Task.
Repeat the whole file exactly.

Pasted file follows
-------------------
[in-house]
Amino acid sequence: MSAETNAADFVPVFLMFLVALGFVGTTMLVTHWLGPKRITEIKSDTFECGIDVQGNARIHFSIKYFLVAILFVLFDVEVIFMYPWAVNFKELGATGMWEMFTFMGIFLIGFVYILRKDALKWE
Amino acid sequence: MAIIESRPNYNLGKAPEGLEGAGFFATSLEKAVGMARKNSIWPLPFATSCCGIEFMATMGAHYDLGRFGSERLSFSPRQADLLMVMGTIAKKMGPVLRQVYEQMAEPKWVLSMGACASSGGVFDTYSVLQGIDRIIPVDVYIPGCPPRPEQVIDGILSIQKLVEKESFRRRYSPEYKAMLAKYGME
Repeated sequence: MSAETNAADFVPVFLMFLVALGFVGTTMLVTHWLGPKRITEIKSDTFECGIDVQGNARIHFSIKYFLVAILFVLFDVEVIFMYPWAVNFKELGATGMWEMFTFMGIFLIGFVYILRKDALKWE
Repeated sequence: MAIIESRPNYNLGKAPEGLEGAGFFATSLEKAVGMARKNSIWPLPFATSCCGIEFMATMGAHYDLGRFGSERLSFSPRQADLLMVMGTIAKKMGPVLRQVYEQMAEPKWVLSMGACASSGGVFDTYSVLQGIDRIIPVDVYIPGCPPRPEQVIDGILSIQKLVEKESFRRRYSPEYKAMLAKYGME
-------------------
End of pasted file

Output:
[in-house]
Amino acid sequence: MSAETNAADFVPVFLMFLVALGFVGTTMLVTHWLGPKRITEIKSDTFECGIDVQGNARIHFSIKYFLVAILFVLFDVEVIFMYPWAVNFKELGATGMWEMFTFMGIFLIGFVYILRKDALKWE
Amino acid sequence: MAIIESRPNYNLGKAPEGLEGAGFFATSLEKAVGMARKNSIWPLPFATSCCGIEFMATMGAHYDLGRFGSERLSFSPRQADLLMVMGTIAKKMGPVLRQVYEQMAEPKWVLSMGACASSGGVFDTYSVLQGIDRIIPVDVYIPGCPPRPEQVIDGILSIQKLVEKESFRRRYSPEYKAMLAKYGME
Repeated sequence: MSAETNAADFVPVFLMFLVALGFVGTTMLVTHWLGPKRITEIKSDTFECGIDVQGNARIHFSIKYFLVAILFVLFDVEVIFMYPWAVNFKELGATGMWEMFTFMGIFLIGFVYILRKDALKWE
Repeated sequence: MAIIESRPNYNLGKAPEGLEGAGFFATSLEKAVGMARKNSIWPLPFATSCCGIEFMATMGAHYDLGRFGSERLSFSPRQADLLMVMGTIAKKMGPVLRQVYEQMAEPKWVLSMGACASSGGVFDTYSVLQGIDRIIPVDVYIPGCPPRPEQVIDGILSIQKLVEKESFRRRYSPEYKAMLAKYGME